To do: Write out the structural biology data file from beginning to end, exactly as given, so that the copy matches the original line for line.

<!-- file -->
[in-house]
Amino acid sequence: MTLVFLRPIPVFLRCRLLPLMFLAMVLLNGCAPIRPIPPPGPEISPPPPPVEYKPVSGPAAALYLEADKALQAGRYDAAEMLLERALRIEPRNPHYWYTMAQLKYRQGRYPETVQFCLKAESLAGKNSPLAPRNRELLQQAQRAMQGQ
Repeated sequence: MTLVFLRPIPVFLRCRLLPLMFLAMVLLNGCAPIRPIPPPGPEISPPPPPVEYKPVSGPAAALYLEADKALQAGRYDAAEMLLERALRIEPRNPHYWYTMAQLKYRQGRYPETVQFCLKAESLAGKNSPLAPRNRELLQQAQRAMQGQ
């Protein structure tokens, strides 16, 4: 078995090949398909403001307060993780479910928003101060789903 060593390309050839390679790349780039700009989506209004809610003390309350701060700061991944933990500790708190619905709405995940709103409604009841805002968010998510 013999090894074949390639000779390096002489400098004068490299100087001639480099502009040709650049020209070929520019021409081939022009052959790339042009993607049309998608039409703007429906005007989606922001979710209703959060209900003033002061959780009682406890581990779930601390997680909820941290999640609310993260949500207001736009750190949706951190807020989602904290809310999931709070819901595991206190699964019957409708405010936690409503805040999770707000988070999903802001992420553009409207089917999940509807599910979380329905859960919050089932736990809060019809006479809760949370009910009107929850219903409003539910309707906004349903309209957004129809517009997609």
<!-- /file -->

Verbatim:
[in-house]
Amino acid sequence: MTLVFLRPIPVFLRCRLLPLMFLAMVLLNGCAPIRPIPPPGPEISPPPPPVEYKPVSGPAAALYLEADKALQAGRYDAAEMLLERALRIEPRNPHYWYTMAQLKYRQGRYPETVQFCLKAESLAGKNSPLAPRNRELLQQAQRAMQGQ
Repeated sequence: MTLVFLRPIPVFLRCRLLPLMFLAMVLLNGCAPIRPIPPPGPEISPPPPPVEYKPVSGPAAALYLEADKALQAGRYDAAEMLLERALRIEPRNPHYWYTMAQLKYRQGRYPETVQFCLKAESLAGKNSPLAPRNRELLQQAQRAMQGQ
């Protein structure tokens, strides 16, 4: 078995090949398909403001307060993780479910928003101060789903 060593390309050839390679790349780039700009989506209004809610003390309350701060700061991944933990500790708190619905709405995940709103409604009841805002968010998510 013999090894074949390639000779390096002489400098004068490299100087001639480099502009040709650049020209070929520019021409081939022009052959790339042009993607049309998608039409703007429906005007989606922001979710209703959060209900003033002061959780009682406890581990779930601390997680909820941290999640609310993260949500207001736009750190949706951190807020989602904290809310999931709070819901595991206190699964019957409708405010936690409503805040999770707000988070999903802001992420553009409207089917999940509807599910979380329905859960919050089932736990809060019809006479809760949370009910009107929850219903409003539910309707906004349903309209957004129809517009997609």